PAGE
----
What is Quorn?
Quorn is a brand that uses a meat substitute called mycoprotein, derived from a natural fungus. The fungus is fermented in order to grow the mycoprotein, which is then made into various Quorn products.
Mycoprotein is naturally high in protein with 11g per 100g, and fibre at 6g per 100g. It is also low in fat (3g per 100g), saturated fat (0.7g per 100g), carbohydrates (9g per 100g), and contains no sugar and negligible salt.
Mycoprotein is a good source of calcium, which we need for strong bones and teeth, potassium, a mineral that helps to control the balance of fluids in the body, and phosphorus to help release energy from food. It also contains some smaller amounts of zinc, needed for wound healing, magnesium, involved in bone health and selenium which helps to support the normal function of the immune system.
How much protein is in Quorn and is it a complete protein?
Depending on which Quorn product you buy, and therefore what other ingredients have been added, the protein levels will vary from around 14-18g per 100g. Mycoprotein itself is a complete protein as it contains all nine essential amino acids for adults.
How much fibre is in Quorn?
Depending on the Quorn product you buy, the fibre content will range from around 5g-10g per 100g.
What is a healthy portion size of Quorn?
If you are buying a Quorn burger, for example, then one burger would be one portion size, Quorn mince is then 75g per portion, sausages would be 2 sausages, and 30g or a couple of slices of vegetarian chicken slices is one portion. Check the individual Quorn products for the recommended portion sizes as it does vary from product to product.
Can you be allergic to Quorn?
There have been some cases of self-reported adverse reactions to mycoprotein-containing foods, where it has caused gastrointestinal symptoms such as diarrhoea, or in some people an allergic-type reaction including urticaria (hives) and anaphylaxis.
According to the Food Standards Agency, quoted on the Quorn website, ‘between 1 in 100,000 to 200,000 people will react’ or be intolerant to Quorn products. An intolerance is different to an allergic reaction – an allergic reaction may be life-threatening. At the moment, mycoprotein is not classed as an allergen in the UK and so won’t be stated on food labels, but it is recognised as having the potential to cause an allergic reaction.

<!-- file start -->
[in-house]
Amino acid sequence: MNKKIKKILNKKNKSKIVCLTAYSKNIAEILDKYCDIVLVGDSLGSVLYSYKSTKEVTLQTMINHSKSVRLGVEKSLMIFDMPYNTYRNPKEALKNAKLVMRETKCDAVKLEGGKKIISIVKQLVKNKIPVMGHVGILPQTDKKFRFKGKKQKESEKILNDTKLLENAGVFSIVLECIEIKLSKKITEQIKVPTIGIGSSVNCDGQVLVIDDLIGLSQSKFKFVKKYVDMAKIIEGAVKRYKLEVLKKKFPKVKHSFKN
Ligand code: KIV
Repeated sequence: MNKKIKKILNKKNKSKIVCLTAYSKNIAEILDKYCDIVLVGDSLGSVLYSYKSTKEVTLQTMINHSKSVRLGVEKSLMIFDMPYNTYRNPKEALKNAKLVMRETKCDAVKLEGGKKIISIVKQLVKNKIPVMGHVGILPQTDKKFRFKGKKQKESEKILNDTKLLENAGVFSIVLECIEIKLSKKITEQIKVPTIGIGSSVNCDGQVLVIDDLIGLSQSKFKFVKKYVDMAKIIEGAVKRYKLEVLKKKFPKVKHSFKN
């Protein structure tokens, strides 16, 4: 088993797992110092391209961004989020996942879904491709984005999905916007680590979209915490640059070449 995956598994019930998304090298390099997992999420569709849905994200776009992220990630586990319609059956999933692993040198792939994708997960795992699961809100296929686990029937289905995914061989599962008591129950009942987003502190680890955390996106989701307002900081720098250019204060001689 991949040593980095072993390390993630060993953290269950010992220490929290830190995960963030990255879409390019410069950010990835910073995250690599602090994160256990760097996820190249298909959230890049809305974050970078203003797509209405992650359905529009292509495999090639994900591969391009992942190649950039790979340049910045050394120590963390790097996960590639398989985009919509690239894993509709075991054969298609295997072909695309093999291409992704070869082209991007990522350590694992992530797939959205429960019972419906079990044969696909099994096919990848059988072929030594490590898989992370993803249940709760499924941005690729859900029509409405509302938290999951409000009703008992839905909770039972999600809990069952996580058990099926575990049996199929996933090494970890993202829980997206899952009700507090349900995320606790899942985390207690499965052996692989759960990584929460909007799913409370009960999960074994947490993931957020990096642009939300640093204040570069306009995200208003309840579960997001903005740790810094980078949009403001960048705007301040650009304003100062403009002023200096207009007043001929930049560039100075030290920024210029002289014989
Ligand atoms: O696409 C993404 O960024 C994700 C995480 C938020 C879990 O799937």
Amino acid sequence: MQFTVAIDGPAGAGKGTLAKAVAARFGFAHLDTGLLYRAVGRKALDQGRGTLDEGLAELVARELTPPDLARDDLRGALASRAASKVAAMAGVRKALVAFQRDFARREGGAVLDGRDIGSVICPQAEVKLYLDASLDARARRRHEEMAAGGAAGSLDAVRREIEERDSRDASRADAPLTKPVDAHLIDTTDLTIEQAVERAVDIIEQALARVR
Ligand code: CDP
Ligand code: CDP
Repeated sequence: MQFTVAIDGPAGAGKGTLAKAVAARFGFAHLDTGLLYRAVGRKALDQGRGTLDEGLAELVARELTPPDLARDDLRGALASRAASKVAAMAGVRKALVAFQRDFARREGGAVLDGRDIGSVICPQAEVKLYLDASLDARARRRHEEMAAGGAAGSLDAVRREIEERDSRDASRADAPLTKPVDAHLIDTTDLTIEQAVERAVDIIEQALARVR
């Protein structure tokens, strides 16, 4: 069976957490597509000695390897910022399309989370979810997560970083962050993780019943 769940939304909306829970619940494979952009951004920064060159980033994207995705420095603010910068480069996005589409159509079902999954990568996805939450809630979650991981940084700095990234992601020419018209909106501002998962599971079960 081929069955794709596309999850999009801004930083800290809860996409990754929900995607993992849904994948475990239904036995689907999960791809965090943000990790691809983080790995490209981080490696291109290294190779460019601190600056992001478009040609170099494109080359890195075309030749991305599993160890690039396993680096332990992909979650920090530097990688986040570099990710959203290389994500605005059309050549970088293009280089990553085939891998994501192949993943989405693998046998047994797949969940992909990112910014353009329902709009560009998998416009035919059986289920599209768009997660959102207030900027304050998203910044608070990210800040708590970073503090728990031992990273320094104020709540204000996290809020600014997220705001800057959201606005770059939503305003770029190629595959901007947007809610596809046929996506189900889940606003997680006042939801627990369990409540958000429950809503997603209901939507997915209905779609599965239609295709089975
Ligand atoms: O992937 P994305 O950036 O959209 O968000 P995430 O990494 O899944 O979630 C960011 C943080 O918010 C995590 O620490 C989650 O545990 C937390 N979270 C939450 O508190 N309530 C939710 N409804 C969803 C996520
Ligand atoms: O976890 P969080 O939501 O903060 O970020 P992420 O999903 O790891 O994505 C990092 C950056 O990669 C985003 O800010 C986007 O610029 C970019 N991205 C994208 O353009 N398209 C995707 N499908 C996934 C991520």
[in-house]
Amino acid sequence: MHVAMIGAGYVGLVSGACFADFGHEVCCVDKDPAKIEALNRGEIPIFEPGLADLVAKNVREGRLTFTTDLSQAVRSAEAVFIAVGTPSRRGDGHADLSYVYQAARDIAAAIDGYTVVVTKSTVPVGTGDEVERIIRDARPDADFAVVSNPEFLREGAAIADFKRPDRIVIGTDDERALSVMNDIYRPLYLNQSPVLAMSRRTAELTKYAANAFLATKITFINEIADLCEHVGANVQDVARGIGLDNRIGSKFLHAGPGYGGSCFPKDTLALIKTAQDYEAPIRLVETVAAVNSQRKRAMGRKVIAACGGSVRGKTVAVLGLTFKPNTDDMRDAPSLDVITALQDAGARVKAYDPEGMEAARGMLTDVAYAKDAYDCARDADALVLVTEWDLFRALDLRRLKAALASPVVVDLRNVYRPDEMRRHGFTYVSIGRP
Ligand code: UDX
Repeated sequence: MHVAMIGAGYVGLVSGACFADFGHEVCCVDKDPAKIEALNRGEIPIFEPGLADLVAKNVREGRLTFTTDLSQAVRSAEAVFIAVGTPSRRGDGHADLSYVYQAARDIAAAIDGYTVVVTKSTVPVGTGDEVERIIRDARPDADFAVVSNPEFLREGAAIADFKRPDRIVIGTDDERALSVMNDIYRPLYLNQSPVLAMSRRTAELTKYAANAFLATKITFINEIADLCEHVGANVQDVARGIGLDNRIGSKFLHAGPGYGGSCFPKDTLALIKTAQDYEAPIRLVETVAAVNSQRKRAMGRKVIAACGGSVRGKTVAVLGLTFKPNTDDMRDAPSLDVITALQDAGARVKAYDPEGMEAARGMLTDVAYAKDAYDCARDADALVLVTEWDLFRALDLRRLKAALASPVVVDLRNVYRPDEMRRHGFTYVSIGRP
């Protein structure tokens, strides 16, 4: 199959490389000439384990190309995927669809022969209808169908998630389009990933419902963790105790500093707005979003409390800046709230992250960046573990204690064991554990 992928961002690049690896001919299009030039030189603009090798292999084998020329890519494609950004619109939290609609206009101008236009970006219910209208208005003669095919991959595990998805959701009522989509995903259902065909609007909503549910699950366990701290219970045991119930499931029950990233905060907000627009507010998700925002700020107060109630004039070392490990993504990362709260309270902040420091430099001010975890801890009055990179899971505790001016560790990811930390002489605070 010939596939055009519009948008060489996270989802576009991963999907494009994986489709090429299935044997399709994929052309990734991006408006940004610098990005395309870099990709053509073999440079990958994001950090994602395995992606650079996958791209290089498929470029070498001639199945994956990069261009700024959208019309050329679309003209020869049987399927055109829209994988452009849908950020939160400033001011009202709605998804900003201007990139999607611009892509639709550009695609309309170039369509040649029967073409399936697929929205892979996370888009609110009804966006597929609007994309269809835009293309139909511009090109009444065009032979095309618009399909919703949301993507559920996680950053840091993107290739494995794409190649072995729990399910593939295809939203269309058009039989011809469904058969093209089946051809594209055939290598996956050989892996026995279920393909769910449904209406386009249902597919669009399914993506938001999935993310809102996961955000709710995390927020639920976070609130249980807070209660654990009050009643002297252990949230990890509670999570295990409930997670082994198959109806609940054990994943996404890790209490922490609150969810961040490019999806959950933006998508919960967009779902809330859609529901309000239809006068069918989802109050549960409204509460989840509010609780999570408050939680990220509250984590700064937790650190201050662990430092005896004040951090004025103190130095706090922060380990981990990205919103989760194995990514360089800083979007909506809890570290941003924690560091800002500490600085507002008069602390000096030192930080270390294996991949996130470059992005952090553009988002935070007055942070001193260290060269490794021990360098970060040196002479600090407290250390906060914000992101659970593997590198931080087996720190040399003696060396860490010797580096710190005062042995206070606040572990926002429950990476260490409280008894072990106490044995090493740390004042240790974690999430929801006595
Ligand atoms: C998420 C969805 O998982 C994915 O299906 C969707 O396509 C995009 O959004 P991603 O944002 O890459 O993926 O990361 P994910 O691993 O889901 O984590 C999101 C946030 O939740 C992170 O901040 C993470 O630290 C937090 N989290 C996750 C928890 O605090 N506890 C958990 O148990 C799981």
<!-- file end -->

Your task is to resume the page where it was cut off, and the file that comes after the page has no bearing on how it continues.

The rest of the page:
Those who are already sensitive to fungi, such as mushrooms, may find that they are sensitive to mycoprotein as well and so this food should be introduced with caution. Speak to your GP if you are concerned about allergies.
Be aware that Quorn products also can contain other allergens such as egg, milk and gluten which are clearly marked on the packets.
Visit the NHS website to read more about allergies.
Health benefits of mycoprotein
A small 8-week trial in 1992 was carried out across two groups of people with high cholesterol. One group were fed cookies containing mycoprotein and the other, cookies without mycoprotein. By the end of the eight weeks those who had consumed the cookies containing mycoprotein had reduced total and LDL (bad) cholesterol levels. However, there have been no further published studies on this topic, so it’s not possible to draw any firm conclusions about the effect of consuming mycoprotein on cholesterol levels.
A more recent study in 2016 found that mycoprotein increased satiety, thereby reducing energy intake, and also improved blood sugar regulation in those who were overweight. However, again, more research needs to be carried out before this effect could be confirmed.
It is worth bearing in mind that when you are buying a Quorn product it contains other added ingredients such as wheat, egg white, margarine, oils, salt and sugar (depending on the product) which collectively alters the nutritional value of the product so always read the label and use Quorn as part of a balanced diet.
More on nutrition for vegetarians
This article was published on 5 March 2019.
Nicola Shubrook is a nutritional therapist and works with both private clients and the corporate sector. She is an accredited member of the British Association for Nutrition and Lifestyle Medicine (BANT) and the Complementary & Natural Healthcare Council (CNHC). Find out more at urbanwellness.co.uk.
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